Russian President Vladimir Putin and his Chinese counterpart, Xi Jinping, have held a video meeting, as friction persists in both countries’ relations with the West.
In their opening remarks at the virtual summit on Wednesday, Putin and Xi hailed relations between Russia and China, with the Russian leader declaring them “a proper example of interstate cooperation in the 21st century”.
“A new model of cooperation has been formed between our countries, based among other things on such principles as not interfering in internal affairs [of each other], respect for each other’s interests, determination to turn the shared border into a belt of eternal peace and good neighbourliness,” Putin said.
Xi said that the Russian president “strongly supported China’s efforts to protect key national interests and firmly opposed attempts to drive a wedge between our countries.”
“I appreciate it very much,” the Chinese leader said.
Putin also said that he plans to meet with Xi in person in Beijing in February and attend the 2022 Olympics. “As agreed, we will hold talks and then take part in the opening ceremony of the Winter Olympic Games,” Putin said.
Tensions between Russia and Western countries have escalated in recent months over a Russian military build-up near the border with Ukraine. The Ukrainian government has accused Moscow of massing tens of thousands of troops in preparation for a possible large-scale military offensive. The Kremlin denies it plans to invade and says the West is gripped by Russophobia.
Earlier on Wednesday, Kremlin spokesperson Dmitry Peskov said the two leaders would discuss tensions in Europe and “aggressive” rhetoric from the United States and NATO.
“The situation in international affairs, especially on the European continent, is very, very tense right now and requires discussion between allies,” Peskov said, referring to Moscow and Beijing.
“We see very, very aggressive rhetoric on the NATO and US side, and this requires discussion between us and the Chinese.”
Chinese Foreign Ministry spokesman Wang Wenbin said the meeting was expected to “further enhance the high-level mutual trust between the two sides”.
Al Jazeera’s Katrina Yu, reporting from Beijing, said the summit would enhance the already high level of trust between the two countries.
“The strength of this bilateral relationship seems to be based on two things … It’s extremely practical,” Yu said, referring to the mutual investments and trade ties.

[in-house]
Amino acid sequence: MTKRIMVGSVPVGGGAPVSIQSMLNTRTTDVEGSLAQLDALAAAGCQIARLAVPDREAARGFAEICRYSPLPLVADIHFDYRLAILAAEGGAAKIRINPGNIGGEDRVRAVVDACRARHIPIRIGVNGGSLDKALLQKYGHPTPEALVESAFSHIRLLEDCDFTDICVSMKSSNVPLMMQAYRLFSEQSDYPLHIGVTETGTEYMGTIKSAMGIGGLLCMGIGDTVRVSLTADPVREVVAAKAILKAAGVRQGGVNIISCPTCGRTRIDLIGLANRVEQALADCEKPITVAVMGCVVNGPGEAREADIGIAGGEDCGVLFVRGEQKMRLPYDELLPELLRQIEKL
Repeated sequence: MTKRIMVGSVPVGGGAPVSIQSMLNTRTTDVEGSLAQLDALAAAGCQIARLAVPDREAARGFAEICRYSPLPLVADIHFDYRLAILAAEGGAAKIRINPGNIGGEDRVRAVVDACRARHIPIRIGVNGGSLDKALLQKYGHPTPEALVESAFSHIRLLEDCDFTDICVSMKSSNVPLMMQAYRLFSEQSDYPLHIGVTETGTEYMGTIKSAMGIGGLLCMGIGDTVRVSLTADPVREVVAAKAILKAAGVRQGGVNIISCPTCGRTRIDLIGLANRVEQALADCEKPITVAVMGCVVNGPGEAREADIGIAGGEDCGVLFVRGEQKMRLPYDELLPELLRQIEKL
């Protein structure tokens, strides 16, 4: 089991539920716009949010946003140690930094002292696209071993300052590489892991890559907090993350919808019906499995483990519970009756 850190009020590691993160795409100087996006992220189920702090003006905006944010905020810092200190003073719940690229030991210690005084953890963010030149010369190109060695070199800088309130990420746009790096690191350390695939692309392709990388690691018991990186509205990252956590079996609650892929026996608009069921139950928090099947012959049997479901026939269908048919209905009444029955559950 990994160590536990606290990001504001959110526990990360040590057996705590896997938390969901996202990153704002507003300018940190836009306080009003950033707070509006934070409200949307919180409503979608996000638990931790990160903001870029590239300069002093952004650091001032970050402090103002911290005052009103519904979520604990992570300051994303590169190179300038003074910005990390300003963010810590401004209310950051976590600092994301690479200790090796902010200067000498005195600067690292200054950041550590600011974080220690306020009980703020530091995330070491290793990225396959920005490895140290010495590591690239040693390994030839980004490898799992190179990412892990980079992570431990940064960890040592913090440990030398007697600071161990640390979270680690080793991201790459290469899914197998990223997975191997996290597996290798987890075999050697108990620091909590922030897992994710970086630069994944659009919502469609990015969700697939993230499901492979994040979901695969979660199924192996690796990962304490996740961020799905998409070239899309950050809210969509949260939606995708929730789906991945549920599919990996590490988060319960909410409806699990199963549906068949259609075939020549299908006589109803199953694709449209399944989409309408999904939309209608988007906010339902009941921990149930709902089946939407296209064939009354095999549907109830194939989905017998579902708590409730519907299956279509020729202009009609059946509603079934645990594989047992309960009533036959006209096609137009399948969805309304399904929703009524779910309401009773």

They also value each other “enormously when it comes to the diplomatic side of things,” she said, noting the “common criticism” that they have received from the US and Europe.
Russia has cultivated closer ties with China as its relations with the West have worsened, and Putin has used the partnership as a way of balancing US influence while striking lucrative deals, especially on energy. He and Xi this year agreed to extend a 20-year friendship and cooperation treaty.
The summit comes years after Moscow’s annexation of Ukraine’s Crimea Peninsula led to a serious rift with its Western partners and a subsequent turn towards its neighbour to the east.
According to Yu, many in the West perceive this relationship as a “potentially growing threat to Western interests”.
Russia and China do not only cooperate militarily but have also strengthened ties on the diplomatic and economic fronts.
Peskov earlier said the two leaders were expected to hold a long conversation with a broad agenda including energy, trade and investment. China’s Xi has previously described Putin as his “best friend“.
Their discussion took place eight days after a Russia-US video call in which US President Joe Biden warned Putin against invading Ukraine and Putin told him Russia needed legally binding security guarantees from the West.
Biden warned Putin that Russia would face painful sanctions that would cause resounding economic harm if it invaded Ukraine again.
The meeting also comes as Russian Deputy Foreign Minister Sergei Ryabkov and US Assistant Secretary of State Karen Donfried met in Moscow to discuss Moscow’s demand for security guarantees.
“A thorough discussion took place on the issue of security guarantees [for Russia] in the light of persistent attempts by the United States and NATO to change the military and political situation in Europe in their favour,” the Russian foreign ministry said in a statement, with no further details.
Russia and China have faced sanctions over their internal policies in the past – China over abuses against minorities, especially Uighur Muslims in Xinjiang, and for its crackdown on the pro-democracy movement in Hong Kong.
Beijing and Washington also remain at odds over trade and technology, among other issues.